Bright Lights, Music City

Nashville entertainment lawyer Ricky Hernandez

“I’m with the band” doesn’t just work for groupies and roadies — it gets you past the bouncer if you’re the band’s lawyer, too. So knows Nashville entertainment lawyer Ricky Hernandez ’12 (BUS).

Back when Hernandez was a law clerk, he recalls, “our firm did some work for an amazing band called Loving Mary, made up of a diverse group of singer-songwriters. I had always wanted to see them play.” One of his partners found out that the band was playing downtown at the Wild Horse Saloon and they went. “Loving Mary had opened for Steven Tyler when he was on tour, and occasionally, he fronted the band. This was one of those nights! It was a great show — a mix of Aerosmith and Loving Mary originals that was otherworldly, and to top it off, we got to go backstage to say hi to the band and Steven. It was a surreal experience, but it’s emblematic of the types of nights that we get to experience all of the time outside of the office.”

Hernandez knows you won’t believe him, but he says he finds the in-office work equally entertaining. His latest job is vice president of business and legal affairs at Concord, which represents artists from James Taylor to John Coltrane to Oscar Hammerstein.

“They’ve got a publishing branch, a recorded music branch, and a theatricals branch. They’ve done a lot through acquisitions in the past five years, and they are growing rapidly. It’s crazy how every month, every week, in the short time that I’ve been here, I’ve been pivoting and trying to think of new ways to do things or creative ways to structure things," says Hernandez.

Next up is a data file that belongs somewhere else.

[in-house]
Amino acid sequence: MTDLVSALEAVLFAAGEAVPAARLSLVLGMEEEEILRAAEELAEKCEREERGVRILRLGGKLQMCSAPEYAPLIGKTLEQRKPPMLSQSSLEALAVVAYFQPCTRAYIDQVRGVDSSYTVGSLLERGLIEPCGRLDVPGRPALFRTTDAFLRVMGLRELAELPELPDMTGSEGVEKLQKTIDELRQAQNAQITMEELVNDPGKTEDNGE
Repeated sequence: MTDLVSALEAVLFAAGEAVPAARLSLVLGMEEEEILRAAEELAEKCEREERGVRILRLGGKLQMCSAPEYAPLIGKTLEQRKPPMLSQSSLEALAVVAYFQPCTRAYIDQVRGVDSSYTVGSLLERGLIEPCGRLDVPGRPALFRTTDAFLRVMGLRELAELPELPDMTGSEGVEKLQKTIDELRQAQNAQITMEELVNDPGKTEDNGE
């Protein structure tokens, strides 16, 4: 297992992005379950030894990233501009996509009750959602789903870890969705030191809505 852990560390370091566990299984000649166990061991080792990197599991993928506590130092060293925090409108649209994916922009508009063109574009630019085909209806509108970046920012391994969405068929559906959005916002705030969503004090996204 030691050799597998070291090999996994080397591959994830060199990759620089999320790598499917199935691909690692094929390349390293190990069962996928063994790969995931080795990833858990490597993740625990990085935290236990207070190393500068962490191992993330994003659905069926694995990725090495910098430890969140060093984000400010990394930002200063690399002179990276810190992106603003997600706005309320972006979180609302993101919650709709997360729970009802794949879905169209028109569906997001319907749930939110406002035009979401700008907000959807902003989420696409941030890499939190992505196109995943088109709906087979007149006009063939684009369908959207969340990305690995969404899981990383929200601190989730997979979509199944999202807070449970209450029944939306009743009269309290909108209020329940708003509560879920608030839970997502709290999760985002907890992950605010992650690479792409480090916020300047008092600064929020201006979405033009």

"It’s fun. It keeps it fresh.

“The frontiers are changing all the time, and you can’t predict where it’s gonna go. There’s so many different types of new things happening. Whatever people can think of, and dream up, and get creative with. It’s fun to ride that rollercoaster.”

The coaster ride began at UConn when a friend in the campus band Parsonsfield approached him. “He said,” Hernandez recalls, “‘We have no idea what we’re doing — would you mind being our manager?’ It sounded like fun. I loved it.”

The band played a show in Nashville.

“I met the fans, the tech crews and producers and publishers and radio people, all the constituents that make this industry work. That got me excited. I thought, I’ve got to find a way to make my own name in Nashville. That’s the day that did it for me.”

Law was his way in and he’s still in. Oh, and Parsonsfield, too, is still playing. Watch this space for more on them!

By Peter Nelson
Photo by Peter Morenus


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